Sure enough, he did and I was ready for it. I dumped all my pent up energy into the swing. I felt the bat meet the ball and heard a satisfying crack!

The ball rocketed to left field as I bolted to first. The left fielder sprinted toward the fence, arm outstretched, glove reaching skyward. He jumped at the right moment and I held my breath. Time slowed to a snail's pace. My heart stopped.

The ball sailed over his glove and over the fence. Time restarted. So did my heart.

The crowd erupted. People shot to their feet. Their fists pumped the air. Shouts and screams rang out as I rounded second base.

Joe slid across home plate scoring the winning run. He didn't need to slide, but then Joe rarely missed a chance to get his uniform dirty.

As I jogged around third I searched the stands for Callie. I found her, wide-eyed and shaking her head. She had a big open mouthed smile that said this was the most incredible thing she'd ever seen.

After the game, I shrugged off my teammates slaps and bowed out of the victory party. I claimed my stomach was acting up again. Must be all the excitement of our win I said.

Truth was, I had other things on my mind.

After the crowd thinned and all the gear was packed, I met Callie at the bottom of the bleachers. Kelsey was with her. I ignored Kelsey. Callie was all I saw.

"I believe you owe me something," I said. My voice came out a little hard and a bit bold, but I couldn't help it. I was still hyped from the homerun.

Callie took my boldness in good stride. She smiled and tried to act shy, but I could see beneath the act. She had wanted this, too.

"I guess I do." She tilted her head and brushed her bangs out of her eyes. "When do you want to collect?"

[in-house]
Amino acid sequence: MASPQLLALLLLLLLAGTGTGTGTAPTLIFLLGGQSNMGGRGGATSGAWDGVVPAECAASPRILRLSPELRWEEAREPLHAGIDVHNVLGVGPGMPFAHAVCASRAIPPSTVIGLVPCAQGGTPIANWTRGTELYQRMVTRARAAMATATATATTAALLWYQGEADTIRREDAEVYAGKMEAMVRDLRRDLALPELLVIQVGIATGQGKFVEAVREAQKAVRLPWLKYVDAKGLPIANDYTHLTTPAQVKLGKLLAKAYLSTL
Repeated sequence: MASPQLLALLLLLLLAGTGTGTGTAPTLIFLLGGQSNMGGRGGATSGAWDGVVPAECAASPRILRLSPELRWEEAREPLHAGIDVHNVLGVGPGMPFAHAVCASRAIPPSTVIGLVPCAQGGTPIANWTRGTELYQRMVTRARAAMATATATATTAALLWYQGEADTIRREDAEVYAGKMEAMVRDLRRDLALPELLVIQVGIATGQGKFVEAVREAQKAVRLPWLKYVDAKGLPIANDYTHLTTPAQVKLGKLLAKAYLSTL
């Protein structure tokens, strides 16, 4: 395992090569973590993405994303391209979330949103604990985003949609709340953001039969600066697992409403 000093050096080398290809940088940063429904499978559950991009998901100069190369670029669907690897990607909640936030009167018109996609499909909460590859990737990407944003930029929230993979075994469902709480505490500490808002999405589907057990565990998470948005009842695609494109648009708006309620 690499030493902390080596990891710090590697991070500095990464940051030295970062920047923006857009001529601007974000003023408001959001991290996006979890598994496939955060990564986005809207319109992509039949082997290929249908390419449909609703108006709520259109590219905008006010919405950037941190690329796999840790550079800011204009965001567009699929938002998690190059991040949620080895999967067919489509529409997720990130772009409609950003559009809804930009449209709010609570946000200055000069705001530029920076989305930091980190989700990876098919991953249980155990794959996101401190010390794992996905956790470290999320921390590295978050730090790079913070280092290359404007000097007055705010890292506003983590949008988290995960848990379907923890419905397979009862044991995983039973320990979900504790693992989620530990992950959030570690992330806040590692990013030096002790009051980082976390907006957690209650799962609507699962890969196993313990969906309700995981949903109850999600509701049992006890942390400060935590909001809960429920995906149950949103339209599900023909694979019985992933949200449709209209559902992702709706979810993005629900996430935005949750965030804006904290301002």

I tried to tame the smile breaking across my face and failed. "Forty-five minutes. Meet me at the big rock on the beach, the one by the three pine trees."

She nodded. A coy grin played at the corners of her lips. Kelsey giggled and smacked Callie lightly on the shoulder. They both fell into a fit of giggles then ran to Callie's car.

At the car Callie turned, cupped her hands around her mouth, and yelled, "Forty-five minutes, Hardy. Don't be late."

Late? Oh baby, if anything, I'd be early.

As it turned out, I was very early and that kiss … well, it lasted a long, long time. Once we started we couldn't stop.

I liked everything about Callie. The taste of her lips, the way the moonlight shimmered on her hair, and the feel of her honey-brown skin. I liked the way she looked at me, too, like I was the only man in the world. Like I was the only man for her.

Something in me changed that night. Some primal need or desire took over. I can't explain it, but I wanted her by my side forever. I wanted to protect her for the rest of her life.

It would take years for me to realize that I wasn't the right man for Callie.

Problem was, she figured it out way before I did.